As early as the 1920s Henry Ford’s disastrous attempt to extend his auto empire into the Amazonian jungle foreshadowed the decimation of Detroit today. Historian Greg Grandin relates the story of how Ford created Fordlandia, a rubber-producing company town in the jungle of Brazil with tennis courts, company square dances, and prohibition rules against drinking in accordance with Ford’s own Puritanism. The Brazilian workers rebelled, and the Amazonian ecosystem did the rest. By insisting that his managers plant rubber trees in tight rows for greatest efficiency, like the factory machines in Detroit, Ford created the conditions for a massive insect infestation and blight that fed off rubber. Despite sinking millions of dollars into his jungle paradise, “The ruins of Fordlandia, in fact, look a lot like those in Highland Park,” writes Gran- din.55 Ford’s attempt to create a workers’ utopia was in part a hubristic enterprise, in part a “civilizing mission,” and in part a response to an American culture that spurned his social utopian visions in the service of modern industry. As Grandin observes, “Ford’s frustrations with domestic politics and culture were legion: war, unions, Wall Street, energy monopolies, Jews, modern dance, cow’s milk, the Roosevelts, cigarettes, alcohol, and creeping government intervention.”56 At the same time that Ford was pouring millions into trying to make his rubber plantation work and building the massive River Rouge complex in Dearborn, he was also collecting antiquarian Americana objects and building a model nineteenth-century American town at the Henry Ford Museum and Greenfield Village in Dearborn. Greenfield Village offered a self-serving narrative of technological progress ending in the assembly line, but it also created a nostalgic and idealized version of a vanished way of life whose demise Ford himself had helped bring about through automation.
Ford’s spectacular failure in the Amazon did not undermine his overall imperialist success, which exported “Fordism” around the world. By breaking down the assembly process into small, repetitive tasks, parts and goods could be made virtually anywhere, without the need for employers to pay workers enough to buy the products they were ultimately helping to produce. Although Ford had once preached “high wages to create large markets,” capitalist industrialization itself made this impossible to achieve, instead cutting labor costs to maintain an expanding rate of profit. “The result is a race to the bottom,” writes Grandin, “a system of perpetual deindustrialization whereby corporations—including, most dramatically, the Ford Motor Company itself—bow before a global economy that they once mastered, moving manufacturing abroad in order to reduce labor costs just to survive.’^7 It was not just international competition, which came much later, that led the Detroit auto companies to seek colonial labor regimes but also, well before that, the desire to avoid municipal oversight and union strength by seeking cheaper resources and labor.58 But the destructive processes of Ford’s industrial empire are often obscured as one finds streets and buildings named in his honor not only in Detroit, where he founded his company, but also in Mexico, Brazil, France, Germany, India, Canada, and other parts of the United States.59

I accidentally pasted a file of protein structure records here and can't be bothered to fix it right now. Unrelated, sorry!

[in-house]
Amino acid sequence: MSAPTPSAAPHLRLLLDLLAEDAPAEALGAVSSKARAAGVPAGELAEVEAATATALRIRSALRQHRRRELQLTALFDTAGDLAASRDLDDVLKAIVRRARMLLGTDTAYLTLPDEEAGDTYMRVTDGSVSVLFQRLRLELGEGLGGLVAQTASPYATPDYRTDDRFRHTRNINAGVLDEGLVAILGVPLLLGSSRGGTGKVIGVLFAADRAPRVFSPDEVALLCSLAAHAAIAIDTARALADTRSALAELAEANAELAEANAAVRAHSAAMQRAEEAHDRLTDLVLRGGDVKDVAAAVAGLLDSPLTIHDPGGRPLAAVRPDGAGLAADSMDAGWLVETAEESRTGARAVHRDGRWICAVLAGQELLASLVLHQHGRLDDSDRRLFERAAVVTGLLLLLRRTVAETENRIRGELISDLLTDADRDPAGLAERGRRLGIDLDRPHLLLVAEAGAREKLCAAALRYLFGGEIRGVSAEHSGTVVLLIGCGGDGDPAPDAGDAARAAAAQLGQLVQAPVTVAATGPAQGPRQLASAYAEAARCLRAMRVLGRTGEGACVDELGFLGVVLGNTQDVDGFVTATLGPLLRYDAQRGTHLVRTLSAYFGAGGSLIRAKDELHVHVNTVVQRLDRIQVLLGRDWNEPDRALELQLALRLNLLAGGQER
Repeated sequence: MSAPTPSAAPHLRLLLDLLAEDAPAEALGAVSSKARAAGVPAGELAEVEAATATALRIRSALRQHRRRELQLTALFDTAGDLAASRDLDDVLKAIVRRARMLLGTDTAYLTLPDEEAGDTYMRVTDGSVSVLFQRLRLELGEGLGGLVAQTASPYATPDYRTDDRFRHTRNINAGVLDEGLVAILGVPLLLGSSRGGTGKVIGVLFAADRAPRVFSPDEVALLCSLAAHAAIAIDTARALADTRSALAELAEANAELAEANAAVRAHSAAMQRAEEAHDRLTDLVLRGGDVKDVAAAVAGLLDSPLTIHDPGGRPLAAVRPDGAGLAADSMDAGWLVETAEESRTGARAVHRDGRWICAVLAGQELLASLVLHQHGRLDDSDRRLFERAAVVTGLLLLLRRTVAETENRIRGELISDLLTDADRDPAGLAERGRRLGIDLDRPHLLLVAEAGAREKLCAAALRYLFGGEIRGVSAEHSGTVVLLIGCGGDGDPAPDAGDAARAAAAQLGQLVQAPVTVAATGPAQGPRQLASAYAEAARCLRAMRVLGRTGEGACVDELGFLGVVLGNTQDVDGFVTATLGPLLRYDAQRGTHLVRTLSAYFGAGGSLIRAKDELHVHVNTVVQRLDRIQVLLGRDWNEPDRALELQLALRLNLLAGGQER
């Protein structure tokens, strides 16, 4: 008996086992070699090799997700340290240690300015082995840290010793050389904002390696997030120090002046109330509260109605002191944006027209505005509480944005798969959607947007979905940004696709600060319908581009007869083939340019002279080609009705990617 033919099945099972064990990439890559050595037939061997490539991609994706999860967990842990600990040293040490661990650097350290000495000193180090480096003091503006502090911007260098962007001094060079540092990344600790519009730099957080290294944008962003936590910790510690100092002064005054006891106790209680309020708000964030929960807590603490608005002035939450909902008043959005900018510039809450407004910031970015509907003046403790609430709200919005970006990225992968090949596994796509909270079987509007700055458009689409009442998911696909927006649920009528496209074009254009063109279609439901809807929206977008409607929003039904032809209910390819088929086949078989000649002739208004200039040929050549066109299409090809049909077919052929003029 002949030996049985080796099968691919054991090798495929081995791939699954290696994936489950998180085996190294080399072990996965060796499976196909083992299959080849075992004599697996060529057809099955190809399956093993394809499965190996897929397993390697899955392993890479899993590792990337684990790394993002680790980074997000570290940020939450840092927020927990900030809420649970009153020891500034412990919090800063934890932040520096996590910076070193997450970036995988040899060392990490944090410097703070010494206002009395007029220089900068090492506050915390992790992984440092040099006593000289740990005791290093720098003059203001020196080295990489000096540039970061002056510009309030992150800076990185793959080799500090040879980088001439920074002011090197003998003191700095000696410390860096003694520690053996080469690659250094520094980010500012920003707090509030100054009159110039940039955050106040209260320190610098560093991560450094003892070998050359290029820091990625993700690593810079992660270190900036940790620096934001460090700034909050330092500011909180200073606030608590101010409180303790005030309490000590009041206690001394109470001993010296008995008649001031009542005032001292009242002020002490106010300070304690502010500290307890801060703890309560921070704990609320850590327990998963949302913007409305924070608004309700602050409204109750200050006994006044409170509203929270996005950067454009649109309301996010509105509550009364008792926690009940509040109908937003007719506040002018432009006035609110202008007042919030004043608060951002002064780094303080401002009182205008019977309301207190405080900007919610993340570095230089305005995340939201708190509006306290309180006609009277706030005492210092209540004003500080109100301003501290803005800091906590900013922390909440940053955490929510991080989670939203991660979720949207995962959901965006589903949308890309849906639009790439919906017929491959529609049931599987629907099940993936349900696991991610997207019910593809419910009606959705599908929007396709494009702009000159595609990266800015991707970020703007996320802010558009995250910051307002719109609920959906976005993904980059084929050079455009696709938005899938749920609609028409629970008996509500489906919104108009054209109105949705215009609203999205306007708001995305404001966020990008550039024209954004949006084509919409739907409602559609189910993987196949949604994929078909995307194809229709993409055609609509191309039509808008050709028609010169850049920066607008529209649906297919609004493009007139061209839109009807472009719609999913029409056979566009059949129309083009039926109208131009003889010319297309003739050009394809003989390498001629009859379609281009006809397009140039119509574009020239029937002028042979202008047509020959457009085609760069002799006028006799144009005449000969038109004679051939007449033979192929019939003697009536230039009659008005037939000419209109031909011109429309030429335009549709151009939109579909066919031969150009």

Grandin also connects Detroit’s deindustrialization to neoliberalism in Latin America where a number of multinational corporations, including Ford, Chrysler, Mercedes-Benz, Firestone, and Volkswagen, worked with brutally repressive regimes, helping to support the 1976-backed coup that broke the strong Argentine union movement and paved the way for the assault on unions that began in the United States under Ronald Reagan. These corporations supported the Latin American death squads from the 1960s to the 1980s. Ford, in particular, forged exclusive contracts with the Argentine security forces under the military junta, making the Ford Falcon an emblem of state terror against the thousands of “disappeared,” the political dissidents and trade unionists murdered by the regime. That assault on the unions at home and abroad was part of the larger project of shifting the economic center of gravity in the United States from the industrial Northeast and Midwest to the open- shop South and other countries, hastening the transition to neoliberal globalization.60 The readiness of the auto companies to exploit colonial labor and resources, and their willing alliance with murderous regimes to break strong union movements, has led directly to the ruination of Detroit and the traditional manufacturing centers. In this way the destruction of Detroit was built right into the capitalist project.